Car racks that clamp to the frame tubes should not be used because of the enormous loads concentrated in a small area. Likewise, when using racks that clamp the fork, never pull sideways (and be careful not to lose your balance, which can cause this) when removing the bike because this can break the dropouts (fork tips). Always fully loosen the fork mount and then lift until the fork is clear of the mount before removing the bike. And with tall-section carbon wheels, you may need to use a different, longer strap. Use caution to protect the rim with pipe insulation or something that keeps the strap from compressing or chafing the rim as it gets jostled when you're driving.

    Cleaning and Washing
    It's fine to wash carbon bicycles and components like you would any other using warm soapy water and a hose. Yet, as with any bike, it's never a good idea to aim the water directly at bearings (headsets, cranks, etc) because that can wash the grease out. For especially greasy components any bike-safe degreaser, which shops can supply, will work fine and won't effect the carbon in any way. After cleaning, rinsing and drying, I recommend adding a little protection with a bike polish or spray wax (Pledge furniture polish works nicely and you simply spray it on and wipe it off).

    Touching up the Paint
    Stone dings, chips and scratches aren't usually anything to worry about in terms of strength and longevity. Most carbon bicycles feature clear-coat finishes, which are easy to touch up. All you need is a little clear nail polish or model paint and you can cover the spot to seal it and restore the finish. Another possible risk is throwing the chain during shifting, either onto the bottom bracket or off the large chainring. This won't damage anything as long as you stop pedaling right away, though I would recommend letting a mechanic check the shifting since a properly adjusted bicycle shouldn't toss the chain. Should the chain nick or chip the finish, simply clean the area and touch it up to protect it. Tip: to protect the bottom bracket area from dropped chains, you can put a strip of electrical tape on it.

    Chain "Suck"
    Chain suck is mostly a mountain-bike glitch that results from worn, dry, muddy or damaged parts, and from bad shifting technique, too. What happens is the chain gets grabbed and "sucked" up, jamming between the chainring and chainstay. You can generate a lot of force with your legs and if you don't realize what's going on and you just keep pedaling, the chain can "saw" into the frame and damage it (even steel frames). So, if you experience chain suck on a ride, stop pedaling immediately, and avoid riding in the gears that are causing it. When you get home, clean or adjust or replace the faulty parts to prevent it from happening again. Or bring your bike in to your mechanic and let her diagnose and repair the problem for you. If you did pedal and mar your frame, they should also take a look and make sure it's okay.

    Repainting
    Should your bike need repainting at some point, it must be done correctly and carefully. I recommend using a professional bicycle painter who understands carbon frames, such as Calfee Design. Caution must be used because any paint stripper that will remove polyurethane/urethane paint will also damage the epoxy resin matrix holding your carbon together. So do not use paint stripper. Also, you must not sandblast, beadblast or blast with any other media to remove the paint because that can remove structural material ruining the frameset. If you do decide to repaint, the correct approach is careful hand sanding to remove the decals and scuff the topcoat to receive the new finish. Finally, do not bake a carbon frame at over 150 degrees Fahrenheit (baking is often used in painting metal frames) as that will damage it, too.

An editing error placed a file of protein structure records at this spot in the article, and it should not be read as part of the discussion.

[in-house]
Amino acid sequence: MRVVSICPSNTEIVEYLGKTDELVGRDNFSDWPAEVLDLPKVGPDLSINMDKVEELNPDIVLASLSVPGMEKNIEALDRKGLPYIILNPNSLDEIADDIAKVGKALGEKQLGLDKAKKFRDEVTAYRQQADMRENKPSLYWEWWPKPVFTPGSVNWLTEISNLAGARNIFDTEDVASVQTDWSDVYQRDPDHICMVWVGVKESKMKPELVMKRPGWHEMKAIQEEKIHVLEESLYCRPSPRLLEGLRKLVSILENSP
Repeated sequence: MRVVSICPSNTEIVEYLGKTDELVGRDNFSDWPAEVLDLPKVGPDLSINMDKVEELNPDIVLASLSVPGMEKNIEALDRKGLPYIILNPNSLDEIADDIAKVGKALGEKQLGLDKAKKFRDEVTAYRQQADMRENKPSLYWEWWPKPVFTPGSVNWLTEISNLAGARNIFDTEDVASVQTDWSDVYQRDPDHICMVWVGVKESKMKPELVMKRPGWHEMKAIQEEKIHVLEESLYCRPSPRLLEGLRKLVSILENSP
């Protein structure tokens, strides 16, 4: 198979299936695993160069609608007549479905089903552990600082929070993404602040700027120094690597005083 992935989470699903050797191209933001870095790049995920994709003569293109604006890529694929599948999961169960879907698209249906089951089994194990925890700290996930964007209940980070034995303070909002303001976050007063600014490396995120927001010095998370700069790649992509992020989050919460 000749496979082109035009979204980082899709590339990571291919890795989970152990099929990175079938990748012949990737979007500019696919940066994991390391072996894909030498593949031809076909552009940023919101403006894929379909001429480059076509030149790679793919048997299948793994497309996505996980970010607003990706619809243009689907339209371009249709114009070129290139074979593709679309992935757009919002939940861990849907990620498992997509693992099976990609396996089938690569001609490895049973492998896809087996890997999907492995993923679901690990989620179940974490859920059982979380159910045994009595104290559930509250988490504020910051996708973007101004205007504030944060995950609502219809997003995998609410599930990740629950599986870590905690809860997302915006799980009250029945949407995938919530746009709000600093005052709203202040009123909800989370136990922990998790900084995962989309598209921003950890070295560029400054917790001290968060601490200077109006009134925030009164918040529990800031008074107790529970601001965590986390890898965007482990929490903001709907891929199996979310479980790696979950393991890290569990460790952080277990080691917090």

CARE OF BICYCLES AND COMPONENTS

    Frames and Forks
    It's impossible to bend carbon frames, so never try to stretch or compress the frame to change the spacing. It's set to accept modern wheels perfectly and will only flex by about 2mm. By forcing it you can structurally damage the frame or dropouts. Also, it may seem obvious but I've seen just about everything and would like to emphasize that you should never drill holes in your frame for any reason, no matter how logical it may seem at the time. If you're planning on doing so please contact an expert mechanic first to get a second opinion.

    When installing bottom bracket cups do not use thread adhesives as this can secure them too tightly in the frame and cause damage to the threads when it's time to replace them. Instead, I recommend greasing the cups.

    When cutting a new fork to size, I recommend using a carbon-specific hacksaw blade. These blades essentially "sand" through the carbon instead of tearing through with teeth, which tend to fray and splinter the fibers in the composite. Itís also good practice to wrap the carbon with tape before cutting, though this is less necessary when using a carbon-specific blade.

    Of course, the old saying measure twice, cut once is never more appropriate than when sizing forks. Cutting a fork too short can completely ruin it, so be sure to read the manual to understand how to fit it and how to measure it according to the specific instructions for your type of fork. Keep in mind that the fork, headset, insert, spacers and stem act as a system so you need to consider all these things when sizing and installing a fork to get it right. If you're in doubt at all, letting a mechanic size and install the fork for you is strongly recommended and well worth the reasonable cost. When installed correctly the front end of your bicycle will be an integral part of your bike that fits the frame and you perfectly, and that requires only routine maintenance, too.

    When installing a headset, grease the insides and faces of the head tube where the cups go in, as well as the crown race seat of the fork. Cups should be professionally installed by a bike shop mechanic with a headset press, a special tool for the job that maintains correct alignment of the head cups during assembly.